Get Major Anderson in here to surrender. (MARY ANN CHASTAIN/REUTERS)

The last time a group of South Carolinians were so excited about something, they were shooting at a fort.

It seemed like a good idea at the time.

On Friday night, before the primary, speaking on the USS Yorktown in Charleston Harbor, one Newt Gingrich supporter invoked South Carolina history. Charleston is known for many events, he said. “Firing the first shot on Fort Sumter. Now begins the next historic firing: the firing of Barack Obama.”

Remember how well the first firing went?

South Carolina is a whole state dedicated to remembering. It remembers everything about the Civil War, except who won. It remains a monument to contumacious persistence.

So it’s appropriate that in this state Newt Gingrich – stubborn, persistent, pugnacious, equally unwilling to admit defeat, even in the face of fact-- would prevail. What other failed cause has so many dedicated partisans? You don’t see people selling bumper stickers with the Ottoman Empire’s ensignia on them. Yet in South Carolina you can purchase Confederate kepis for less than $10.

Visit the Confederate Museum run by the Daughters of the Confederacy in the heart of Charleston, where fragments of the mantelpiece of Major Robert Anderson at Fort Sumter, letters from still-defiant veterans, and lovingly preserved uniforms sit under glass cases – see! The original white flag used in the fort’s surrender. See! The original surrender note! — preserved as lovingly as holy relics.

“I guess as Americans and Southerners, a rebel lives in us all. To stand up for what we believe, fight the good fight, regardless of the loss or cost,” reads a quote from Honorary Col. Jeffrey Lee Cunningham, framed above a sculpture of a pensive-looking Confederate veteran, resting near a stand of cavalry swords.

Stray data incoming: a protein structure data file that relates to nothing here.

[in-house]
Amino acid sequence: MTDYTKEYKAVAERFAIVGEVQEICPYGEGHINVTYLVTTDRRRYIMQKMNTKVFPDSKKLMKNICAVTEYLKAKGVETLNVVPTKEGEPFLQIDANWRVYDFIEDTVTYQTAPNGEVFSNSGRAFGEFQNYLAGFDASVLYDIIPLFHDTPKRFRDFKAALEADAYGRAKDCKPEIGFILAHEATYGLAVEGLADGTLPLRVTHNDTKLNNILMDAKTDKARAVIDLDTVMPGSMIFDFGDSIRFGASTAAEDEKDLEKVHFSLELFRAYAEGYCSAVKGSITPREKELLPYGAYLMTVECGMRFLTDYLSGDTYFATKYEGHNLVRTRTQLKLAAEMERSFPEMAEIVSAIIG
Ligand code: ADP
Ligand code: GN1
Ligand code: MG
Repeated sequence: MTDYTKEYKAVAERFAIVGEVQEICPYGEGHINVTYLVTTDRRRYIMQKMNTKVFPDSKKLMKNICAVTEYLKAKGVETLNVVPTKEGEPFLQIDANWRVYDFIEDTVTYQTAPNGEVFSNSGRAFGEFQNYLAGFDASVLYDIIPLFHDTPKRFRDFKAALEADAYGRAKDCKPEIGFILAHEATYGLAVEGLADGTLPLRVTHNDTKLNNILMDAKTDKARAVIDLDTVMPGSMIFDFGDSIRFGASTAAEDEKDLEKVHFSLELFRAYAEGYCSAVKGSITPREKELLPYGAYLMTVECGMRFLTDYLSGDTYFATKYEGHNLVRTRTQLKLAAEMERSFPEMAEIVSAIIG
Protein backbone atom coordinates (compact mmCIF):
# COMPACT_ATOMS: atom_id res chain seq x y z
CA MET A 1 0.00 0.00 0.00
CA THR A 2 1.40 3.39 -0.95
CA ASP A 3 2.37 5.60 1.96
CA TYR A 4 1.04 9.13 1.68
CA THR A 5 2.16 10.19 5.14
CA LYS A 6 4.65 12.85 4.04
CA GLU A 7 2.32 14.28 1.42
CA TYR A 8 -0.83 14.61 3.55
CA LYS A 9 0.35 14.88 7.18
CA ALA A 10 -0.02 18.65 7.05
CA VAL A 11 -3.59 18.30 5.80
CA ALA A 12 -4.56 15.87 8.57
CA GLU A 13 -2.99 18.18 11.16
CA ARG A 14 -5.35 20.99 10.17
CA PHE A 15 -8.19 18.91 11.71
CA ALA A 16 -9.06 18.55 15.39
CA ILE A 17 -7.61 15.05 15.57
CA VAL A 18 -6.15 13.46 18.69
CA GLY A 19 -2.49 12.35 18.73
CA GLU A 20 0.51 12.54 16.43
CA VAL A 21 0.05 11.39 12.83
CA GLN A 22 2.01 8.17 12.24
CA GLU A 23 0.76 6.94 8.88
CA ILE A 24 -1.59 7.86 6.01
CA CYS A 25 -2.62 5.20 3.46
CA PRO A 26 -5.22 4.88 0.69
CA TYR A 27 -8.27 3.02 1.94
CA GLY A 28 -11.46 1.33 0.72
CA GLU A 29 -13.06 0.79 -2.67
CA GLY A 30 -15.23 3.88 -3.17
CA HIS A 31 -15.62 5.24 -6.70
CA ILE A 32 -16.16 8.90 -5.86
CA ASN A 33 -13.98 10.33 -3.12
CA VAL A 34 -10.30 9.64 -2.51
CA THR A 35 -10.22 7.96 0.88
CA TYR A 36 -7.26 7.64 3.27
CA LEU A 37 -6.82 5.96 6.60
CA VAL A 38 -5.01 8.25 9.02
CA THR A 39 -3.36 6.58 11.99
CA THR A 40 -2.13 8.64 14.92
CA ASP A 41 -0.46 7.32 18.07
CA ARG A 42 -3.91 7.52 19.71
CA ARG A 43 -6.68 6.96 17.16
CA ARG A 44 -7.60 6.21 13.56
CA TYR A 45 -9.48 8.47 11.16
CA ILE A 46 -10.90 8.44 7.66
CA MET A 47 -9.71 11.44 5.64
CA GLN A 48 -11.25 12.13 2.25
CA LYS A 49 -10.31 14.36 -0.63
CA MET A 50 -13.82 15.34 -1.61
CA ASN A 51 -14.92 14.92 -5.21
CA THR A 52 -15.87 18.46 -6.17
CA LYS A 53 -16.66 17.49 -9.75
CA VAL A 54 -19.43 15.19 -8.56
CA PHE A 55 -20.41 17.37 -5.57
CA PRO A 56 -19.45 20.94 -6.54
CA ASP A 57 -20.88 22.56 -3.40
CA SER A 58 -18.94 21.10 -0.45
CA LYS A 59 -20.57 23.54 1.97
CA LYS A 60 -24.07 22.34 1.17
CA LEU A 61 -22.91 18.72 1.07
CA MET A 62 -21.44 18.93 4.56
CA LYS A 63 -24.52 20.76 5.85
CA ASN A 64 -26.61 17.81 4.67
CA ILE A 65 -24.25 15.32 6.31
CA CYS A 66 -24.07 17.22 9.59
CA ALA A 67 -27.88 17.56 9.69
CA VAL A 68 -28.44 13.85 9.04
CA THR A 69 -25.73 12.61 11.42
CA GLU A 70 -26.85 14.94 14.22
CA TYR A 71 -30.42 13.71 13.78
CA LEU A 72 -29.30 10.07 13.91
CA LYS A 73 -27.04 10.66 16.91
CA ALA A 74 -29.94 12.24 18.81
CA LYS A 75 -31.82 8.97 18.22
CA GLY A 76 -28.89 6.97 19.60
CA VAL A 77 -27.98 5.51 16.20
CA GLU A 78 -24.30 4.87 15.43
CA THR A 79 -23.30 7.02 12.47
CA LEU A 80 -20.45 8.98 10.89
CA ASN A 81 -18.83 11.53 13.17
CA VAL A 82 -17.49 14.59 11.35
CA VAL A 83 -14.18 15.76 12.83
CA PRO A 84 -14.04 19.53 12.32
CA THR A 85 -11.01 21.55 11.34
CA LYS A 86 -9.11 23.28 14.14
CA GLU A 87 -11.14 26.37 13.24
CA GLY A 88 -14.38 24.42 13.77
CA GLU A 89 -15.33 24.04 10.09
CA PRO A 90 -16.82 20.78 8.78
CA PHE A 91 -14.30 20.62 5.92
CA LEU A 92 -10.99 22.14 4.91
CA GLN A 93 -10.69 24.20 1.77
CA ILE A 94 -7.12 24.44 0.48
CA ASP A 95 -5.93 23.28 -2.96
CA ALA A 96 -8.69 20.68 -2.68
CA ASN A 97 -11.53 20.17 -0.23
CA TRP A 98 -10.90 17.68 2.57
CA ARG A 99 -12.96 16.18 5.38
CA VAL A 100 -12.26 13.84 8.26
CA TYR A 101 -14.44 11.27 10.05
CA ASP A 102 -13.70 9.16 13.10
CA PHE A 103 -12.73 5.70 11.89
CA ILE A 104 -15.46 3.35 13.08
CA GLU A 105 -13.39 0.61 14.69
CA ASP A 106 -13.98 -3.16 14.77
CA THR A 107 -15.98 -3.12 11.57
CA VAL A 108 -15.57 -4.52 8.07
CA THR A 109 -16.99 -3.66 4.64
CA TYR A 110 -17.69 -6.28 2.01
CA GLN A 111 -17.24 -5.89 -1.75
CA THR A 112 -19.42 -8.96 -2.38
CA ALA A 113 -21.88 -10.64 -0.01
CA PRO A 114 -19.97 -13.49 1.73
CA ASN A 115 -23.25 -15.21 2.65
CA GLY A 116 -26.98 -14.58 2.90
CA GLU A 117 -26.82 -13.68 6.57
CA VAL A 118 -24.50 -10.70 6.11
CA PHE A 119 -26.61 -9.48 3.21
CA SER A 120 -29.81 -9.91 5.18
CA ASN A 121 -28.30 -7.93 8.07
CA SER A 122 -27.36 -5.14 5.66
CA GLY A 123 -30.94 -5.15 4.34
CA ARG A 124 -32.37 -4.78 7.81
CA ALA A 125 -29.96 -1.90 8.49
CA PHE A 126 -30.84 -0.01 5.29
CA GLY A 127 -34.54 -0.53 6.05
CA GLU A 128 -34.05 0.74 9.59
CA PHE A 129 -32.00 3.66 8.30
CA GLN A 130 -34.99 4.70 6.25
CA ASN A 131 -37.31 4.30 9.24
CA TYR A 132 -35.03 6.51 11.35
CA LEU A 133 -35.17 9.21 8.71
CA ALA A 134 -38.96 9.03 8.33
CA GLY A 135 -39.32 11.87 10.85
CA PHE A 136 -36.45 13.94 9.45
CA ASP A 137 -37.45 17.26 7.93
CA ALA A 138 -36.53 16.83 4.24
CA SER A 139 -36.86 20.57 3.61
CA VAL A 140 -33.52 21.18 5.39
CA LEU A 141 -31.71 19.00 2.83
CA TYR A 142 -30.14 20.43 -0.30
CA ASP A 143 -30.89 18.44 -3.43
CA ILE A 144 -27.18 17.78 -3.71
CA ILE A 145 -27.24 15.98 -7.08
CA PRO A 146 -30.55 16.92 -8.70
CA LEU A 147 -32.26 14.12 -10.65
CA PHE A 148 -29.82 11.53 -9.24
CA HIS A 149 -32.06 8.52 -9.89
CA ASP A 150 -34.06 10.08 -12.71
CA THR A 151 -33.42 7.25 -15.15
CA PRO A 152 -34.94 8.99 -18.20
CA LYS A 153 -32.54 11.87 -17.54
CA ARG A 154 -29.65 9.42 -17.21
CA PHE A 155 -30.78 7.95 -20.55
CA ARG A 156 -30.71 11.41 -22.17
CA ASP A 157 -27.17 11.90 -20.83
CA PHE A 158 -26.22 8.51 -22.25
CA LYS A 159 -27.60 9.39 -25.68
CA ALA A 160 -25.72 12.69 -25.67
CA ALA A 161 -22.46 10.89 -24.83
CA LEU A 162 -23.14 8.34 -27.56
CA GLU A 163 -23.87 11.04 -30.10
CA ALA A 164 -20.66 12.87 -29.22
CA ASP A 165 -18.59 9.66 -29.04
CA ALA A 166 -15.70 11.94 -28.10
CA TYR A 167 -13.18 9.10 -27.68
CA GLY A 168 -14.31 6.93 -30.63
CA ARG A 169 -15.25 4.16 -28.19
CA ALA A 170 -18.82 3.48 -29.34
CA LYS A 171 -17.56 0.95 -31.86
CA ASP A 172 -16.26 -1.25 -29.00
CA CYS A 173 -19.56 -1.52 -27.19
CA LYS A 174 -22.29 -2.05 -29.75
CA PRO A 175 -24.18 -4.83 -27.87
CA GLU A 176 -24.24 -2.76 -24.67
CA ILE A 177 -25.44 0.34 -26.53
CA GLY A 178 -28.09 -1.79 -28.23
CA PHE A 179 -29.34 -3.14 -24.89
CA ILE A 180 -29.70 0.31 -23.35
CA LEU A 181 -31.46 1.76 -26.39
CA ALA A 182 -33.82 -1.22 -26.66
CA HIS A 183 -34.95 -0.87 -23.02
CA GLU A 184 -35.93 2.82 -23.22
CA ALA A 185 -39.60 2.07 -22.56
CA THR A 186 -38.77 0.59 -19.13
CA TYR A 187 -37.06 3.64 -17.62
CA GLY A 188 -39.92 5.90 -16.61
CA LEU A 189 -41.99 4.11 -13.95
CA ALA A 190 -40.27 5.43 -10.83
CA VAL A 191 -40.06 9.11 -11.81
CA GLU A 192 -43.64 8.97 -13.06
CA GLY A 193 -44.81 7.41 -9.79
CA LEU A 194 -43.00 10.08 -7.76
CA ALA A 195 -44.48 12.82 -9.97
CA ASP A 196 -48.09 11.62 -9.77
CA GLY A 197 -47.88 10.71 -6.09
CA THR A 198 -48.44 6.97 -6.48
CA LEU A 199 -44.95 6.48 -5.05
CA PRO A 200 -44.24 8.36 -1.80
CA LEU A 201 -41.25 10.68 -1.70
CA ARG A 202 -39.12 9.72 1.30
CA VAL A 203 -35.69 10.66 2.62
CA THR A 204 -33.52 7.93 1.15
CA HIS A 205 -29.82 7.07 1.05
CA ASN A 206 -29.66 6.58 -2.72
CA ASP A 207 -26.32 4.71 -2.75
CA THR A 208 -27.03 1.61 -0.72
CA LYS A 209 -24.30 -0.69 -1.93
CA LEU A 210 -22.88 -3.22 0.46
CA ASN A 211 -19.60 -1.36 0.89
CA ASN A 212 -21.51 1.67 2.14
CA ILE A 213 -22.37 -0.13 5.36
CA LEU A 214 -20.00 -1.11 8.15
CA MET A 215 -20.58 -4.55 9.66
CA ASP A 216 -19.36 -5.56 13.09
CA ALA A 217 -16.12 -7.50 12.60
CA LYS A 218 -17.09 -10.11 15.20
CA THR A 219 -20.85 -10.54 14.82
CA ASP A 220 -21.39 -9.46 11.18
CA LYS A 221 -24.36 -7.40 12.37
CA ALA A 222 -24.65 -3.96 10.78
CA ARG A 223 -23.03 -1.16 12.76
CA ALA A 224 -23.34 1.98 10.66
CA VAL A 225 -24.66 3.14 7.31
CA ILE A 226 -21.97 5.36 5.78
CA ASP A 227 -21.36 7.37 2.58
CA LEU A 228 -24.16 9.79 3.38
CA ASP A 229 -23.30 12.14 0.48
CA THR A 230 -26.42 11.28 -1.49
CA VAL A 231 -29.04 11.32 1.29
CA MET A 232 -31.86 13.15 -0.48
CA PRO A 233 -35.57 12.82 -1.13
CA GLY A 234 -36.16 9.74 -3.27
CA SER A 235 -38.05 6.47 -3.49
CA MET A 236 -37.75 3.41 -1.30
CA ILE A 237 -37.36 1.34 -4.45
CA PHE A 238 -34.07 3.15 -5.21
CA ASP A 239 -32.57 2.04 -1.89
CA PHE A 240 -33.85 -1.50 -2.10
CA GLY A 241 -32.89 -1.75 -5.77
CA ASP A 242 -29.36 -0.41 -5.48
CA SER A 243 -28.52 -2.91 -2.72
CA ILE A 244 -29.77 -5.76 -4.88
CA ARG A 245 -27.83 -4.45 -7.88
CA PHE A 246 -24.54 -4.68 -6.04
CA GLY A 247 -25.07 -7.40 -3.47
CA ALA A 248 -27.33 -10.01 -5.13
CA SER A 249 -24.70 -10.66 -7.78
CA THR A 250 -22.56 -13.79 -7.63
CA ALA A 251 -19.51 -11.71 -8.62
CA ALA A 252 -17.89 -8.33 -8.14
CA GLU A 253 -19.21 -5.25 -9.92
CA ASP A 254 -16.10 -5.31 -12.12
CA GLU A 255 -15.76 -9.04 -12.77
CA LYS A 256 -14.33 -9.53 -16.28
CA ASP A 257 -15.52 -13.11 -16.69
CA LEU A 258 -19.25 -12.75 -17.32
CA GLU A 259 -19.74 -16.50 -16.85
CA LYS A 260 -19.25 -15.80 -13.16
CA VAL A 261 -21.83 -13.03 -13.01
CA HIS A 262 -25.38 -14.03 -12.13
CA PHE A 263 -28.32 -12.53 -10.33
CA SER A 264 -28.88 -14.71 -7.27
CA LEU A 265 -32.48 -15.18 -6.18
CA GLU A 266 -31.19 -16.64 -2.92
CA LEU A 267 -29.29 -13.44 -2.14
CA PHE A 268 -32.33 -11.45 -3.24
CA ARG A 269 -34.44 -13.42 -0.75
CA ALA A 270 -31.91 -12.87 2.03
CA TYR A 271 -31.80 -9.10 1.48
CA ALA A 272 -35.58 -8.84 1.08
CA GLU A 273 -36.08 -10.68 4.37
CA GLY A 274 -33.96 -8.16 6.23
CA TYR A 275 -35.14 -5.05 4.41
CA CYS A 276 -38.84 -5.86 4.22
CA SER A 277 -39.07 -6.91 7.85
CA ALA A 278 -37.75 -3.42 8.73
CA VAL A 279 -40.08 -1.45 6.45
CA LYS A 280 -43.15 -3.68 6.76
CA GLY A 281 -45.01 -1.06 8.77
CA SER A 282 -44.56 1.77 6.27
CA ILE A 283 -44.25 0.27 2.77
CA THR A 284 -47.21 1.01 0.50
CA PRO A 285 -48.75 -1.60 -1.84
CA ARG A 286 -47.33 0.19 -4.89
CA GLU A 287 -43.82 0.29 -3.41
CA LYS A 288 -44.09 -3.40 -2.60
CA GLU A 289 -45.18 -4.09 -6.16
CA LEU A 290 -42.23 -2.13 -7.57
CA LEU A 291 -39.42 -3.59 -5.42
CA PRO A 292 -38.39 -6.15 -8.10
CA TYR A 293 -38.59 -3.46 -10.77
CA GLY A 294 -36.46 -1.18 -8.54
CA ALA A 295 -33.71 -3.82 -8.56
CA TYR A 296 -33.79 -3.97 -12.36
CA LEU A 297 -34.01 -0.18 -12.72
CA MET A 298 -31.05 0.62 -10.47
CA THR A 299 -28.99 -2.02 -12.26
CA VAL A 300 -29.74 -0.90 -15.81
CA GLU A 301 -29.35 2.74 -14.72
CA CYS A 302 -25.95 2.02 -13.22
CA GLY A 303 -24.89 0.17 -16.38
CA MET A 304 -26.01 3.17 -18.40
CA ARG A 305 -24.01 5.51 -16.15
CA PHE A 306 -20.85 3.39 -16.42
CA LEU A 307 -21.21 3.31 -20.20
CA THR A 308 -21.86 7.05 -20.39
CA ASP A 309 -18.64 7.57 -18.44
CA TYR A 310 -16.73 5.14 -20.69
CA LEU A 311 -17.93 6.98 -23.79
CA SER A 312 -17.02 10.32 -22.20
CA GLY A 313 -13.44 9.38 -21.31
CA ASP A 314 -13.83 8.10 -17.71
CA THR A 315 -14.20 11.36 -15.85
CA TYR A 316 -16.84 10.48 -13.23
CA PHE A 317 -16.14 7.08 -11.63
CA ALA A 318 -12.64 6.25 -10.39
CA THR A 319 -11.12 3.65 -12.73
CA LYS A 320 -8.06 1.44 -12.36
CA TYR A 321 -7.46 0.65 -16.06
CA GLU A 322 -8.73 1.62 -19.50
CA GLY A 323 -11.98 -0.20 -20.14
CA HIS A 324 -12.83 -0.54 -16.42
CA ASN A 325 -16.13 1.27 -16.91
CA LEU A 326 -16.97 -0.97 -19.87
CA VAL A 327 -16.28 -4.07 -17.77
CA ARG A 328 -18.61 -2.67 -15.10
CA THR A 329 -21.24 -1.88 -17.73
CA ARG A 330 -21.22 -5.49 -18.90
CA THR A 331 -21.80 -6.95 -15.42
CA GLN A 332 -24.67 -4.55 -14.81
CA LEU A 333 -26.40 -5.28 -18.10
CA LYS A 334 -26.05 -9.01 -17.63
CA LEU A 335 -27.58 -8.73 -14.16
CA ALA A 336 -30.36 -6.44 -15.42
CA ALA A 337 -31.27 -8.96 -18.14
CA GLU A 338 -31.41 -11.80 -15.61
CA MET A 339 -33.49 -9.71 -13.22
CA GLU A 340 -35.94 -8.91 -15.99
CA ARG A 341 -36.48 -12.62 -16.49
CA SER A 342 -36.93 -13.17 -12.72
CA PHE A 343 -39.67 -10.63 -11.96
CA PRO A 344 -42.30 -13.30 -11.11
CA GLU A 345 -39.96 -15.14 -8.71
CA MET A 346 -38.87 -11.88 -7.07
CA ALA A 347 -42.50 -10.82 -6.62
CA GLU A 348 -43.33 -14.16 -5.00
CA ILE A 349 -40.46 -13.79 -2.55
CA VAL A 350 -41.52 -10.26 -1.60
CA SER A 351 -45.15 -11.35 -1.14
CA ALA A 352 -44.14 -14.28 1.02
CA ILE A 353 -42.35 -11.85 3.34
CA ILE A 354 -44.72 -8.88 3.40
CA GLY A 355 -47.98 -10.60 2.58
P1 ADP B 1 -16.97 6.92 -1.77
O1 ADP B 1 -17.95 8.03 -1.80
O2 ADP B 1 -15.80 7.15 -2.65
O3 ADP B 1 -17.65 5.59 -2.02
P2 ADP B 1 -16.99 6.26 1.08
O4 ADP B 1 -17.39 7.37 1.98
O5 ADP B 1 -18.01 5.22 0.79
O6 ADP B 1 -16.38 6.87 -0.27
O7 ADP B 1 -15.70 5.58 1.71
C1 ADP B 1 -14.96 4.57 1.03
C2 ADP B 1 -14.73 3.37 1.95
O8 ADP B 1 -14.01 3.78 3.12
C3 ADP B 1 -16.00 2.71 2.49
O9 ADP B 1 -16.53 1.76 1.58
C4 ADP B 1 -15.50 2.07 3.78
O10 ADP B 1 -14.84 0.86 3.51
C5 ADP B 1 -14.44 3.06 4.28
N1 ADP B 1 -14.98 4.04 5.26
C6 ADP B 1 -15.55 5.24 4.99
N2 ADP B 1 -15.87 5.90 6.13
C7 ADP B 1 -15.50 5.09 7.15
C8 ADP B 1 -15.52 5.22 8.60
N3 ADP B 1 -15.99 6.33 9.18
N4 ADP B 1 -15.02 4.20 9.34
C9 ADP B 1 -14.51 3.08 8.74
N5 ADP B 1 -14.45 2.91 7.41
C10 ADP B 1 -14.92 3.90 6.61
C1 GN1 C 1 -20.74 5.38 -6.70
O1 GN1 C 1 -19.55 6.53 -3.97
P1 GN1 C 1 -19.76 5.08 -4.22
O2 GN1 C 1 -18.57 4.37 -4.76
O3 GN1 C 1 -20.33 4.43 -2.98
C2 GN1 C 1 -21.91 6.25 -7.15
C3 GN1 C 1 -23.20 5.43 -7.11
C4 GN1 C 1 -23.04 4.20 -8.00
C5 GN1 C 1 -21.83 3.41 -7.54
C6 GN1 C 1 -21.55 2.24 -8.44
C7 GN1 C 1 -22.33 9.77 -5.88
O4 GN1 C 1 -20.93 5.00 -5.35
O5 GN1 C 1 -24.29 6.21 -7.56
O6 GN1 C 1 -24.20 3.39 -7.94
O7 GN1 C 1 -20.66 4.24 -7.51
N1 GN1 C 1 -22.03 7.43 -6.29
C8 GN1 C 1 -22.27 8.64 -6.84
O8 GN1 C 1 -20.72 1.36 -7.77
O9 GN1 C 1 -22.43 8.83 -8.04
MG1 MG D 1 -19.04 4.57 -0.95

How could Mitt Romney have thought he had a chance?

South Carolina does what it wants! The North can’t tell it what to do! The media can’t tell it what to do! Elect a Massachusetts moderate? And forget that nastiness 150 years ago?

When Oscar Wilde visited the South, he commented to a woman on the beauty of the moon. “Oh yes,” she said, “but you should have seen it before the war.”

It’s a tradition Gingrich understands well. Forget Bain. It’s enough that Romney’s affiliated with Massachusetts. Gingrich is one of those mythic, Southern Warriors, undefeated in his own retelling. Someone give him a statue next to General Lee. The Lost Cause? Who said anything about losing?

Those who forget history are doomed to spend what feels like eight hours listening to Newt Gingrich retell it. (Did you know that it took the Army Corps of Engineers longer to study the Port of Charleston than it took America to win World War II? Newt Gingrich does. If he recites this fact one more time, it will die of exhaustion and overwork.)

But never mind that. History is made to be forgotten.

At the Hilton in Columbia on Saturday night, the Newt Gingrich victory bash is hot and stuffy and full of excitement.

They jump. They dance. A pugnacious playlist blares.

Hit Me With Your Best Shot. Another One Bites The Dust. The Final Countdown. Glory Days. I’ve Got A Feeling. Ain’t No Stopping Us Now.

“Na na na na! Hey hey hey, goodbye.” Its an apt song for a campaign that has, at times, devolved into playground taunting.

Then it takes a turn for the weird. “Party Like It’s 1999.” Wasn’t 1999 part of Gingrich’s years in the wilderness? No matter.

These parties are no time for introspection. On the stage, a banner proclaims “Unleash the American People to Rebuild the America We Love” — perhaps the first time someone has used the prospect of reconstruction to appeal to a South Carolina crowd.

“MAKE SOME NOISE FOR THE SOUTH CAROLINA WINNER!” yells the DJ. The evening begins to take on the aspect of a middle school dance full of Newt enthusiasts. “I can’t hear you! C’mon put your hands in the air! C’mon pump it up!”

“NEWT NEWT NEWT” they chant. That’ll show Massachusetts!

Gingrich finally decants himself onto the stage and delivers another of his classic speeches, in the course of which he briefly crosses over into self-parody, promising to challenge President Obama to seven three-hour debates.

Everyone cheers wildly.

The first shot has been fired, and it’s time to celebrate. There’s a battle ahead — does anyone know people in Florida, Gingrich asks at one point -- but the forces are confident. The fight will be quick and decisive. South Carolina will assert its independence. Newt! Newt! Newt!

It always seems like a good idea at the time.